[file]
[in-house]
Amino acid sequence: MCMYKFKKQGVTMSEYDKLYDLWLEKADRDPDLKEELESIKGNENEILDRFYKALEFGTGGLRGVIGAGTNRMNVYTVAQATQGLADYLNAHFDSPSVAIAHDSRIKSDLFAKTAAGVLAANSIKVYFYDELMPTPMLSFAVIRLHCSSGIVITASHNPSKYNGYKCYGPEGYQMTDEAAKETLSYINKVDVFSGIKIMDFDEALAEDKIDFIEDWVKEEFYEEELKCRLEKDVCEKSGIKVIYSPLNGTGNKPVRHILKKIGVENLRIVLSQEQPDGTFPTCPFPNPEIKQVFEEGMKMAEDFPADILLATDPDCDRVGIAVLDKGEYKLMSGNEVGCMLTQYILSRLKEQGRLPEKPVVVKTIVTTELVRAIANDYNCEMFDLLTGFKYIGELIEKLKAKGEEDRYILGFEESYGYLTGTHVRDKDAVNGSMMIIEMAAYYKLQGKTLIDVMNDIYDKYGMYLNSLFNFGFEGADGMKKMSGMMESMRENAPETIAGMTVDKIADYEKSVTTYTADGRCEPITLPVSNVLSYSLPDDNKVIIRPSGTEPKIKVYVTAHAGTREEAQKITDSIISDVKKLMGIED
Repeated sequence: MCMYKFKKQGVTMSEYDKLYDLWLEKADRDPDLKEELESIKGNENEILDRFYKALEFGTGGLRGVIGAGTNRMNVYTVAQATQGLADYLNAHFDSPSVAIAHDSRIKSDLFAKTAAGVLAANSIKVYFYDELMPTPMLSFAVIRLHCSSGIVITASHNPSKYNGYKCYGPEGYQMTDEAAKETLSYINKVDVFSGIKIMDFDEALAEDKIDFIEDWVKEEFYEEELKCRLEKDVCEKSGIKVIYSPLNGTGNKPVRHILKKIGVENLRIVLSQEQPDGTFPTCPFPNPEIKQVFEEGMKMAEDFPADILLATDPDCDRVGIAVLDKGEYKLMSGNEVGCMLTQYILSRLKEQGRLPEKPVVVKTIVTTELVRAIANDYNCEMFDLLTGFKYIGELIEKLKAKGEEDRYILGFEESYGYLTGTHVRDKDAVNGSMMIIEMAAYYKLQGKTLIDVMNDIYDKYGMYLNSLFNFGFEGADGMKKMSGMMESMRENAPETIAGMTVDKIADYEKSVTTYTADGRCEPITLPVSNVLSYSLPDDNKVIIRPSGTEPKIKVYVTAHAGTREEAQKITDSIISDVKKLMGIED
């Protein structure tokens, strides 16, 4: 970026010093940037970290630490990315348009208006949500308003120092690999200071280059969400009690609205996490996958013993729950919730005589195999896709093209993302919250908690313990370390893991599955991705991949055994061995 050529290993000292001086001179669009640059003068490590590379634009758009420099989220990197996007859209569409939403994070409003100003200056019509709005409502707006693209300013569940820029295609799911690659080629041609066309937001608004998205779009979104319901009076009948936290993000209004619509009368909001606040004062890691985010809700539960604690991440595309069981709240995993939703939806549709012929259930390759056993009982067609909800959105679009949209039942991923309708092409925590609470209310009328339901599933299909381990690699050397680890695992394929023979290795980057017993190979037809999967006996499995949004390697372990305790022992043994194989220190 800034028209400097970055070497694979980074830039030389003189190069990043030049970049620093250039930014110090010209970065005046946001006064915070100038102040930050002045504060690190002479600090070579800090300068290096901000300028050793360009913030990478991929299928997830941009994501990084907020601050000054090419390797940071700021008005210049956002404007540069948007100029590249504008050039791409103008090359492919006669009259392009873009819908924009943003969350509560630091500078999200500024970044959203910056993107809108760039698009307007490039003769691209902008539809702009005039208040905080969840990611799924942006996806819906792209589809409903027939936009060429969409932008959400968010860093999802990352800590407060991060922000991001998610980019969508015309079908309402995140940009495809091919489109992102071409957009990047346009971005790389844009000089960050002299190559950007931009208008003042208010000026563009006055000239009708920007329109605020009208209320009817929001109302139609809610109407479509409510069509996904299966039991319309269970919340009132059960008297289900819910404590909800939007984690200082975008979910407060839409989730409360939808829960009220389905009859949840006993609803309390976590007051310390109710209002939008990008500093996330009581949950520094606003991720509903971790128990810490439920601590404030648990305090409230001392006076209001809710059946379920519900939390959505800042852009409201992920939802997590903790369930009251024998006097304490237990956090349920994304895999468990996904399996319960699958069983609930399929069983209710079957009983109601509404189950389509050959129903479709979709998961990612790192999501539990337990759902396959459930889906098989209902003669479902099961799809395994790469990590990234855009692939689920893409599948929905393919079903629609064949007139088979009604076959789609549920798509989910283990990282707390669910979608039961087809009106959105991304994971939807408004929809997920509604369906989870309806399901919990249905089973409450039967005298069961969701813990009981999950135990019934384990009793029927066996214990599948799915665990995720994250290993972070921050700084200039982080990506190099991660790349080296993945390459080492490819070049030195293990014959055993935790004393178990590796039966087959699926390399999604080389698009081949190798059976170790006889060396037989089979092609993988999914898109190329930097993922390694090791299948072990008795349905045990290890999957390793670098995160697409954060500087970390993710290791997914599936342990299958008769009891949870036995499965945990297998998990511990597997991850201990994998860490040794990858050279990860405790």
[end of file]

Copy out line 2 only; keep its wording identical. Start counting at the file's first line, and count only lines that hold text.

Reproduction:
Amino acid sequence: MCMYKFKKQGVTMSEYDKLYDLWLEKADRDPDLKEELESIKGNENEILDRFYKALEFGTGGLRGVIGAGTNRMNVYTVAQATQGLADYLNAHFDSPSVAIAHDSRIKSDLFAKTAAGVLAANSIKVYFYDELMPTPMLSFAVIRLHCSSGIVITASHNPSKYNGYKCYGPEGYQMTDEAAKETLSYINKVDVFSGIKIMDFDEALAEDKIDFIEDWVKEEFYEEELKCRLEKDVCEKSGIKVIYSPLNGTGNKPVRHILKKIGVENLRIVLSQEQPDGTFPTCPFPNPEIKQVFEEGMKMAEDFPADILLATDPDCDRVGIAVLDKGEYKLMSGNEVGCMLTQYILSRLKEQGRLPEKPVVVKTIVTTELVRAIANDYNCEMFDLLTGFKYIGELIEKLKAKGEEDRYILGFEESYGYLTGTHVRDKDAVNGSMMIIEMAAYYKLQGKTLIDVMNDIYDKYGMYLNSLFNFGFEGADGMKKMSGMMESMRENAPETIAGMTVDKIADYEKSVTTYTADGRCEPITLPVSNVLSYSLPDDNKVIIRPSGTEPKIKVYVTAHAGTREEAQKITDSIISDVKKLMGIED